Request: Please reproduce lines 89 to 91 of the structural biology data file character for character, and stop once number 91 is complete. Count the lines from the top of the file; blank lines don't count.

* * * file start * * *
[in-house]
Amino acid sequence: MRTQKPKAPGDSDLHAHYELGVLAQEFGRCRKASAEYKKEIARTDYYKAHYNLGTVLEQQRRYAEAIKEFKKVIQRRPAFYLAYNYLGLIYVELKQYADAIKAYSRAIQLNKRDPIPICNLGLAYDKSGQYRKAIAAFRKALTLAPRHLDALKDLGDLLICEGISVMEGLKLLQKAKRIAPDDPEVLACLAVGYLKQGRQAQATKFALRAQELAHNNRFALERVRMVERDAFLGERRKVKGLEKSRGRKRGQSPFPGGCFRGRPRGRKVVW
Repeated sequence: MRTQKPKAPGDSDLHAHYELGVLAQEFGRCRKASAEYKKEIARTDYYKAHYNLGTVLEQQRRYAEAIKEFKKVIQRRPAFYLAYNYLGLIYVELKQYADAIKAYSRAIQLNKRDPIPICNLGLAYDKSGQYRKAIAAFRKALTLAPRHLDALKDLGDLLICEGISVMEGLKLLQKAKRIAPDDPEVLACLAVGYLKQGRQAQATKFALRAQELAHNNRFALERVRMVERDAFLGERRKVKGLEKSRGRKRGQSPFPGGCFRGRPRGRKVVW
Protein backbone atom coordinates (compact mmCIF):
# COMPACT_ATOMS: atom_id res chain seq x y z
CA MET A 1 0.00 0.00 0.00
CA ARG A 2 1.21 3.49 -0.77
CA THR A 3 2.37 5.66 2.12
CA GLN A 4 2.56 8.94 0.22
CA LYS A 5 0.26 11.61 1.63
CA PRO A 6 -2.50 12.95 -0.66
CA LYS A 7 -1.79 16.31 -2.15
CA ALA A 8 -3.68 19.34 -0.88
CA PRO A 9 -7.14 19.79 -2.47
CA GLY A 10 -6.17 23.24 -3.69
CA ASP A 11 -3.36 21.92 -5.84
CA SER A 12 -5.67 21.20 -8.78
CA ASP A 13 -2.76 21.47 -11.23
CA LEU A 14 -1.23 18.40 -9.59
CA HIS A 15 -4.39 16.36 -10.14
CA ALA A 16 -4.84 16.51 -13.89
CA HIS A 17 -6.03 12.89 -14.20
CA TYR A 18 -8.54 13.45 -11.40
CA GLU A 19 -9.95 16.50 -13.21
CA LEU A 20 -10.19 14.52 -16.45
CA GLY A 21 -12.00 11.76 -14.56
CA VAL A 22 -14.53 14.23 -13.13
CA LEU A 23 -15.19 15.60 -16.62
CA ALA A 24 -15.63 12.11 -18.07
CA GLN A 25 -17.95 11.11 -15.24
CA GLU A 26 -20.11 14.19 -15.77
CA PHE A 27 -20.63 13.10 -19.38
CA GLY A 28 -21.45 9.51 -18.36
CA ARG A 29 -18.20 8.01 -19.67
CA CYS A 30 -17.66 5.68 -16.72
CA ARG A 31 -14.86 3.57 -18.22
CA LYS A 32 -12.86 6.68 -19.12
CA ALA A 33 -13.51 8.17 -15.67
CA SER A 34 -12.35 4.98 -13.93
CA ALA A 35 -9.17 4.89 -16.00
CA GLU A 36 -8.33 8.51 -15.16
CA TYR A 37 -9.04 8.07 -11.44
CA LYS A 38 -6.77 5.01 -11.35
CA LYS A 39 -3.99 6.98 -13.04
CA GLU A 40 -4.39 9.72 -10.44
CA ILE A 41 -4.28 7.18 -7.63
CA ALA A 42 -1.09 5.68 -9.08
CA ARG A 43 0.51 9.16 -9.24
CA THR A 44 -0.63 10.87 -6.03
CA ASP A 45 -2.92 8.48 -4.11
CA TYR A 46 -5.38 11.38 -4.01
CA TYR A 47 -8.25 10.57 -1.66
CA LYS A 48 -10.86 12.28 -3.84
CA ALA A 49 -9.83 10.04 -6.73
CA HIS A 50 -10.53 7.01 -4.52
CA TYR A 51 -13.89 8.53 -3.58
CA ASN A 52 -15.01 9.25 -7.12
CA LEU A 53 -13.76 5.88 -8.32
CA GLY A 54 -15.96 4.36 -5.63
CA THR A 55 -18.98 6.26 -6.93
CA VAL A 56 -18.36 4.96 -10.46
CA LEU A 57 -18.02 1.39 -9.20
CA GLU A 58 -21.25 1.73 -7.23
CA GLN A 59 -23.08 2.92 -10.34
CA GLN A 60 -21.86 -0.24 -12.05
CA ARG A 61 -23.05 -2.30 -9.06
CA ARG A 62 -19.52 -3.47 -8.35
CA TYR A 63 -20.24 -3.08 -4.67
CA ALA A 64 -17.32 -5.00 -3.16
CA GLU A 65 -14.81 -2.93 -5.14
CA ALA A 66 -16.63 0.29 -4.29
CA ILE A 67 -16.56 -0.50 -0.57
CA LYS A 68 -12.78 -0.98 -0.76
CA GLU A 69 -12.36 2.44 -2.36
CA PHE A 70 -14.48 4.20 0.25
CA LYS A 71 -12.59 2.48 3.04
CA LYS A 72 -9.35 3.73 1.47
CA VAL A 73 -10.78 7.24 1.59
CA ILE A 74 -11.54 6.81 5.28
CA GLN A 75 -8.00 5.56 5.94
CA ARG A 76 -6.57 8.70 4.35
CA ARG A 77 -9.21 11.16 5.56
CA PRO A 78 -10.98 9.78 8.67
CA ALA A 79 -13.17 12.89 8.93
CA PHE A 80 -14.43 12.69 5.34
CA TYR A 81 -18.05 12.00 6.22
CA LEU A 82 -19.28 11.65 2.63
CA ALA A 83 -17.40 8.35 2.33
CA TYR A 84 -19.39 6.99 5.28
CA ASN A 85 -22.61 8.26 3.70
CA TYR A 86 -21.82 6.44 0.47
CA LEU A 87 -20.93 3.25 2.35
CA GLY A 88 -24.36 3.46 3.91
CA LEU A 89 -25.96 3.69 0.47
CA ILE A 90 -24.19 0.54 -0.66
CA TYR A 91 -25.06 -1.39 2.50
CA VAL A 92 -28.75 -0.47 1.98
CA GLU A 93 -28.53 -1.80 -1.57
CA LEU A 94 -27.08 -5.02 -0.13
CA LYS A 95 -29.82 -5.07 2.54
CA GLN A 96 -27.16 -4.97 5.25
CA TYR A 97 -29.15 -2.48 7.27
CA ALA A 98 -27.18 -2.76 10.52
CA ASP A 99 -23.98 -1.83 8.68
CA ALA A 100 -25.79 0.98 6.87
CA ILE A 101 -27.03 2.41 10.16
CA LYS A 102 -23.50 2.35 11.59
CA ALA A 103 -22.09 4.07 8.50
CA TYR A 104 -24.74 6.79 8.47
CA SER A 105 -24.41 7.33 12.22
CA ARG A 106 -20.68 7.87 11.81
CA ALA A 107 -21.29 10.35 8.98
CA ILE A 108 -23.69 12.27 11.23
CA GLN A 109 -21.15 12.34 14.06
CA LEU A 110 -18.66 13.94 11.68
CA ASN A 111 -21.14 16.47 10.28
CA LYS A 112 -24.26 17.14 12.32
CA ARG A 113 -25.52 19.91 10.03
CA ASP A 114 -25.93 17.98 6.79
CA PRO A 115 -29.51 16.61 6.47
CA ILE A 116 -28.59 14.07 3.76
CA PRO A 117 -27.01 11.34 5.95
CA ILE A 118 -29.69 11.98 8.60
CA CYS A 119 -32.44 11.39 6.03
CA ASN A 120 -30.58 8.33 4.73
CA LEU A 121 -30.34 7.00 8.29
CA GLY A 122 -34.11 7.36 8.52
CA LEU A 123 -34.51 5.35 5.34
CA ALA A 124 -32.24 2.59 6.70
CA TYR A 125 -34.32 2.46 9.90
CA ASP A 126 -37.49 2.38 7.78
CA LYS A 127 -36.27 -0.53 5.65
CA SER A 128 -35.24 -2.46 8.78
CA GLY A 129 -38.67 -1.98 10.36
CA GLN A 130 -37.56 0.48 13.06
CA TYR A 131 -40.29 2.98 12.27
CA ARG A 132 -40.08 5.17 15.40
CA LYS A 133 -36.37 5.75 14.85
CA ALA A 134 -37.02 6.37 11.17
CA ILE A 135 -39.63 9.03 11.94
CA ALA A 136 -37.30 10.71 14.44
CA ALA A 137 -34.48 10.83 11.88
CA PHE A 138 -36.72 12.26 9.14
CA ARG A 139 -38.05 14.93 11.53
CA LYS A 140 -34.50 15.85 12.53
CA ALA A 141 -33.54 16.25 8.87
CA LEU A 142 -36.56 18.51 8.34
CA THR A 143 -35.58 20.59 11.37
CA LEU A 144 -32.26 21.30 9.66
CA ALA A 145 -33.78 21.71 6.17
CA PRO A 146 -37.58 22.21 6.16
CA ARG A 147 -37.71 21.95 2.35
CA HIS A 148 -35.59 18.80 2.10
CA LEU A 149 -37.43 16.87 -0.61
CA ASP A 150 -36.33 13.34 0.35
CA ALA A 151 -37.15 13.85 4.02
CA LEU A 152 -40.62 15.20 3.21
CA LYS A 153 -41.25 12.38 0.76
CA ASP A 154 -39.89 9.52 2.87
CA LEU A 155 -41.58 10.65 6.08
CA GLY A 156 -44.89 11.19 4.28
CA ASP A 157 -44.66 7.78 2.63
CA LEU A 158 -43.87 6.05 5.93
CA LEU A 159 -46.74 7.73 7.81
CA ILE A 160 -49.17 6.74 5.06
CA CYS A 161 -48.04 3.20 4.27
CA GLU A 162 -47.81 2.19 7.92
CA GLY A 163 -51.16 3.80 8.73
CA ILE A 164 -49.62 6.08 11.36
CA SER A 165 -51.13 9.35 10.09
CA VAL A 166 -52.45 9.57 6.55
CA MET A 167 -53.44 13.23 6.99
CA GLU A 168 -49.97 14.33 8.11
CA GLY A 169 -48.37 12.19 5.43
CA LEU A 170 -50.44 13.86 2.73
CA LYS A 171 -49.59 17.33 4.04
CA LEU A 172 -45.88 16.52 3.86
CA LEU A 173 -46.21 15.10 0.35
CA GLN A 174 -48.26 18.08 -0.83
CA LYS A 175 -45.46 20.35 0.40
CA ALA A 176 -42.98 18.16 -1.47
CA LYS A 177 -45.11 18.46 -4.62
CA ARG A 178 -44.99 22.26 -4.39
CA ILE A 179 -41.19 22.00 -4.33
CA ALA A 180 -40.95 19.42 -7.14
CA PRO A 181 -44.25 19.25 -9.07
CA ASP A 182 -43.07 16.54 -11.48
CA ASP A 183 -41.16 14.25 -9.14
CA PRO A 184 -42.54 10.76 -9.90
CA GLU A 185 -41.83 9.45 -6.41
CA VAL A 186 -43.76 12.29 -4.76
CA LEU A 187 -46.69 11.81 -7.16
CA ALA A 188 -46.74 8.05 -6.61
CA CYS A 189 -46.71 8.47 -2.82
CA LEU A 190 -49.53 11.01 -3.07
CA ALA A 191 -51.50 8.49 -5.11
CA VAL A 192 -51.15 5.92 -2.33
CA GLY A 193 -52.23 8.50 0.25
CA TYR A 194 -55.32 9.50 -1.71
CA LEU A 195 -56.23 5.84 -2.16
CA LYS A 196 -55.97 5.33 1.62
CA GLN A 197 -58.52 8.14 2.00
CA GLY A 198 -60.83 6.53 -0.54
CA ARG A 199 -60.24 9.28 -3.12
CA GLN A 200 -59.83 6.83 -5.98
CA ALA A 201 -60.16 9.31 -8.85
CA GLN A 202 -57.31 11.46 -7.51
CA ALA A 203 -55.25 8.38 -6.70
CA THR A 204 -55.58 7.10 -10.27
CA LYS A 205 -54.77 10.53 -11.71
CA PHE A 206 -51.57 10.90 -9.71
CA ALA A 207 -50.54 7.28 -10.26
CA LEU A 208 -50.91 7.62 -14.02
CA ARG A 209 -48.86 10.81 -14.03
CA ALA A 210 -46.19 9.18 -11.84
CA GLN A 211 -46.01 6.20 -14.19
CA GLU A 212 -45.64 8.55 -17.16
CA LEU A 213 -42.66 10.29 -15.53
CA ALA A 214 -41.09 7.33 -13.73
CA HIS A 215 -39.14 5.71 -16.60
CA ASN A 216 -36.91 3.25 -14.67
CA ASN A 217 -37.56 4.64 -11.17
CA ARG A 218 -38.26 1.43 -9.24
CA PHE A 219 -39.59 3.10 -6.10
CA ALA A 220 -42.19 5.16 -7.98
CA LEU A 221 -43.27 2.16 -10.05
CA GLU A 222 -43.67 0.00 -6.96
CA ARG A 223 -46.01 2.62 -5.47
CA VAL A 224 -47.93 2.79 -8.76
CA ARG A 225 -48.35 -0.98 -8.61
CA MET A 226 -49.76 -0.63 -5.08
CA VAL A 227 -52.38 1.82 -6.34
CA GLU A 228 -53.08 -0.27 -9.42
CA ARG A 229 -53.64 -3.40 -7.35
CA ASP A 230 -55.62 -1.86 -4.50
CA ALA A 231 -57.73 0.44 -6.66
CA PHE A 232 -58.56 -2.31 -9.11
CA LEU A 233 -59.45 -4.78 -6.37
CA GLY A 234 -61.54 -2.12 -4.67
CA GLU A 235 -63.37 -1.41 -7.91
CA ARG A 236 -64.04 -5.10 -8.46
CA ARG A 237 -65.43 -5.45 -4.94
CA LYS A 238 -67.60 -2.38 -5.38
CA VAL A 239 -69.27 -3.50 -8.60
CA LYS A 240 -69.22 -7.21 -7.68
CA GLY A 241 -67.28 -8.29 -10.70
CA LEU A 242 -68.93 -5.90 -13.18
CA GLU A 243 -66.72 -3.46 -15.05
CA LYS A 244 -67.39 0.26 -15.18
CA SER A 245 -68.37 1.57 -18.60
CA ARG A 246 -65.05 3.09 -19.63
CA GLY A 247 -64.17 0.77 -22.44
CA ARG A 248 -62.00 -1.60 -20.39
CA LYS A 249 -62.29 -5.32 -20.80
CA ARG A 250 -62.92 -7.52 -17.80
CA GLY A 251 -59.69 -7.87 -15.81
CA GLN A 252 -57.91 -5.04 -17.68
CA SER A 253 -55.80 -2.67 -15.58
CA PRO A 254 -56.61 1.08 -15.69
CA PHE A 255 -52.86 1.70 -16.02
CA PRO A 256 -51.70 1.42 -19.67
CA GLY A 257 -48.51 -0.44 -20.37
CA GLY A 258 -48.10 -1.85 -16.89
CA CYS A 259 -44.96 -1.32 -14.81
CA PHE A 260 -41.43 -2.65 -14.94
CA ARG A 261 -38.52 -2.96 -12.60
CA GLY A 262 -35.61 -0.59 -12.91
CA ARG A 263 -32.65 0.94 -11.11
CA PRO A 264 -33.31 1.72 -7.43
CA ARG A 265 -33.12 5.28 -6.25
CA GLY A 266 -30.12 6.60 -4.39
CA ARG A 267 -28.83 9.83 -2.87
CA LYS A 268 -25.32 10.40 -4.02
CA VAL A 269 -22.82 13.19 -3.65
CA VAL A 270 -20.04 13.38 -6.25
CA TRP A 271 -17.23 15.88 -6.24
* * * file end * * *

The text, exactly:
CA TYR A 84 -19.39 6.99 5.28
CA ASN A 85 -22.61 8.26 3.70
CA TYR A 86 -21.82 6.44 0.47